Most applications available for Mac is available for PC. In fact, I feel MS Office is faster in PC compared to Mac (thank to Bill). So obvious Mac or PC is just a matter a taste (and may be you game or not).
    Reply
  • Jbog - Sunday, May 1, 2005 - link

    To say every Mac and OS X sale takes away Windows sales, is like saying the number of illegal mp3 download equals to the lost revenue for record companies. One should consider the possibility that some buyers are not even interested in buying Windows machines and vice versa.

    The Slashdot article thread was amusing. The legal dispute between Apple and TigerDirect reminds me of the time when Spike Lee sued Spike Channel. He argued that people would think of him when they see Spike Channel. I think they eventually settled out of court.
    Reply
  • mircea - Sunday, May 1, 2005 - link

    #25 said:
    "But what you forget is that every Mac that sells takes away a sale of a copy of Windows from MS. Apple will sell more that a million more computers this year than they sold last year. That's over a million fewer copies of Windows sold."

    I think your judgement is a little off. Every Mac sold will mean a x86 based PC not sold. And on all these PC's it might be that if they were sold it would have been equiped with a Linux OS or something proprietary just as well as an Windows OS.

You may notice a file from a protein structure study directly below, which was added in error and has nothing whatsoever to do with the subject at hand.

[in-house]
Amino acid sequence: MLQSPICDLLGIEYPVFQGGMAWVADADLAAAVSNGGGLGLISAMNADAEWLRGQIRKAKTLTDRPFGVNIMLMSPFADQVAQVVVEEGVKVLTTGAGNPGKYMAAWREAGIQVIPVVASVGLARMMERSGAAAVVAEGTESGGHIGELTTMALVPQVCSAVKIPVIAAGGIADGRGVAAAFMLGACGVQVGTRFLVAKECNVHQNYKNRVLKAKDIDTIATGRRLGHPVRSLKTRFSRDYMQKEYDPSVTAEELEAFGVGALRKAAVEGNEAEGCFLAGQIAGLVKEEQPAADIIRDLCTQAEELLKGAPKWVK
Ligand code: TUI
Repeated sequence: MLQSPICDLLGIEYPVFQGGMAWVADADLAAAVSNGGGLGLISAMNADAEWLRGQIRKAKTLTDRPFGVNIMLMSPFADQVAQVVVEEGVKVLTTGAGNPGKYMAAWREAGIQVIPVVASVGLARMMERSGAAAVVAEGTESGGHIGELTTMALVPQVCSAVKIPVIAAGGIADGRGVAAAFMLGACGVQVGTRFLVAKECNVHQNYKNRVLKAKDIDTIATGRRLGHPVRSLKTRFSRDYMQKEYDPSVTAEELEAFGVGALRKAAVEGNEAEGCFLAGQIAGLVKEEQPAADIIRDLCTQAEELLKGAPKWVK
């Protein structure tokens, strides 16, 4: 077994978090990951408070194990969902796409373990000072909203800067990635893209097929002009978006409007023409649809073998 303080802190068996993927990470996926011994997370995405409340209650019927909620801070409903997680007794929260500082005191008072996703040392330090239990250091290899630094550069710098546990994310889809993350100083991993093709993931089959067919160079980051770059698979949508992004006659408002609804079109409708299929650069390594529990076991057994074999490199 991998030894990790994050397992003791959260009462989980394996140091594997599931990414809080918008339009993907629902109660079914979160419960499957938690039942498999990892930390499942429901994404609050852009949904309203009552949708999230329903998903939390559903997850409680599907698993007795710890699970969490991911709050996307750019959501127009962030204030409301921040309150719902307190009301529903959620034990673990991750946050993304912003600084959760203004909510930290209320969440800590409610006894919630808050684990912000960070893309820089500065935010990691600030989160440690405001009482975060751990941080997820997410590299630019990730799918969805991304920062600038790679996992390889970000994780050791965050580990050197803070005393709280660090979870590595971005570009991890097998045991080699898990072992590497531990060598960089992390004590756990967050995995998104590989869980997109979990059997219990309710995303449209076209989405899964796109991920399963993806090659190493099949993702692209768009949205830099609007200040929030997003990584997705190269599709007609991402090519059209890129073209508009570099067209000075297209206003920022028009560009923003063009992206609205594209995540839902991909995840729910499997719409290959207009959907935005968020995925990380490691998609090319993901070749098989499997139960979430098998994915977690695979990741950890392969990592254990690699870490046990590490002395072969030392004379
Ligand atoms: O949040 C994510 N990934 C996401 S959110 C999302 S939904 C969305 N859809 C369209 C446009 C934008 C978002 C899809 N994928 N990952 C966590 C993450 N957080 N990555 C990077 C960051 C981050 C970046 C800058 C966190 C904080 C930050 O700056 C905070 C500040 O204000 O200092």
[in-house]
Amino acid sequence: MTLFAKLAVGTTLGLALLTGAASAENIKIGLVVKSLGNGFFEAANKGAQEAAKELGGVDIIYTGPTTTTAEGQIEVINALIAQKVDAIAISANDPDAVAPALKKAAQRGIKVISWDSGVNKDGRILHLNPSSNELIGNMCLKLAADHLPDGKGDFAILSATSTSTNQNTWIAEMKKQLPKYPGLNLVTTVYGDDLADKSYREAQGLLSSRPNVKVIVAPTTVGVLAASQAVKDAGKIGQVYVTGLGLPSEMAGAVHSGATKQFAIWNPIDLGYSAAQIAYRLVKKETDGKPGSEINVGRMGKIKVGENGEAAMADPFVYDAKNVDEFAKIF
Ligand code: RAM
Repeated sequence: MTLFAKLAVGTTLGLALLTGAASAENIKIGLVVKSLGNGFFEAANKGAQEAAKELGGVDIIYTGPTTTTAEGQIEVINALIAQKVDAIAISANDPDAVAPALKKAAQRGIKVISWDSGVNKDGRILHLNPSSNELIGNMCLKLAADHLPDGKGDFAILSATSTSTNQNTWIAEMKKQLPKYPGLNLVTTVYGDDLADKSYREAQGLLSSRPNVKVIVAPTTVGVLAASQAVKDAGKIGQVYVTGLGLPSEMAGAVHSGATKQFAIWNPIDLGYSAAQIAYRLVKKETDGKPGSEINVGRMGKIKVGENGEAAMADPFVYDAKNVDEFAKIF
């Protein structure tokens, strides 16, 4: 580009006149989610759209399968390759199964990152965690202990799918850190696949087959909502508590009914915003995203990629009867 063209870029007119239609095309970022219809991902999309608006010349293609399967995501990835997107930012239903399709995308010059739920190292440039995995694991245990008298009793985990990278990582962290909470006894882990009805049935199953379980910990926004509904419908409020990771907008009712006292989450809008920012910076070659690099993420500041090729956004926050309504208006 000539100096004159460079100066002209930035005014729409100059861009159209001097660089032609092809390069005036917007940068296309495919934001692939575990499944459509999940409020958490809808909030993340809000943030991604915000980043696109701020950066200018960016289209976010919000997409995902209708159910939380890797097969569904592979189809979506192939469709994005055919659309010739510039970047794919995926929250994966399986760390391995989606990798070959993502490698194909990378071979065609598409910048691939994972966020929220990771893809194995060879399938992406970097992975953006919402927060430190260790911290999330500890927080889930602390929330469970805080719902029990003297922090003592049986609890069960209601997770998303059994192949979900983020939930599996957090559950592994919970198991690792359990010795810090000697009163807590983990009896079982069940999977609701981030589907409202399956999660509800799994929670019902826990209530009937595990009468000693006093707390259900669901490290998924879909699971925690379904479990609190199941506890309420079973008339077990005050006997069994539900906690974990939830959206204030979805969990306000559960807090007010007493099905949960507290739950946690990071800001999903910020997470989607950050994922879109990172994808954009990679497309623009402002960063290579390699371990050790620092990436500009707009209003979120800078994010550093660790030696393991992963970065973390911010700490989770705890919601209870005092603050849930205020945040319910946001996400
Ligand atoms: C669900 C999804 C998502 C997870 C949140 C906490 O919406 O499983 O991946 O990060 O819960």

If there is to talk about comparison then it would be about how Apple, a hardware company is able to create an OS that can compete on functionality with a company that works almost exclusively with software. So if something is unjust on this comparison is that Microsoft is unable to stand out head and shoulders above a company that solds primarly hardware.

    P.S. I never owned or currently own a Mac. Only used it at school on a music score editing software (Finale 2005) that I own on PC as well.
    Reply
  • msva124 - Sunday, May 1, 2005 - link

    >But what you forget is that every Mac that sells takes away a sale of a copy of Windows from MS.

    Perhaps there are dual users who purchase macs in addition to, rather than in place of, their windows computers.
    Reply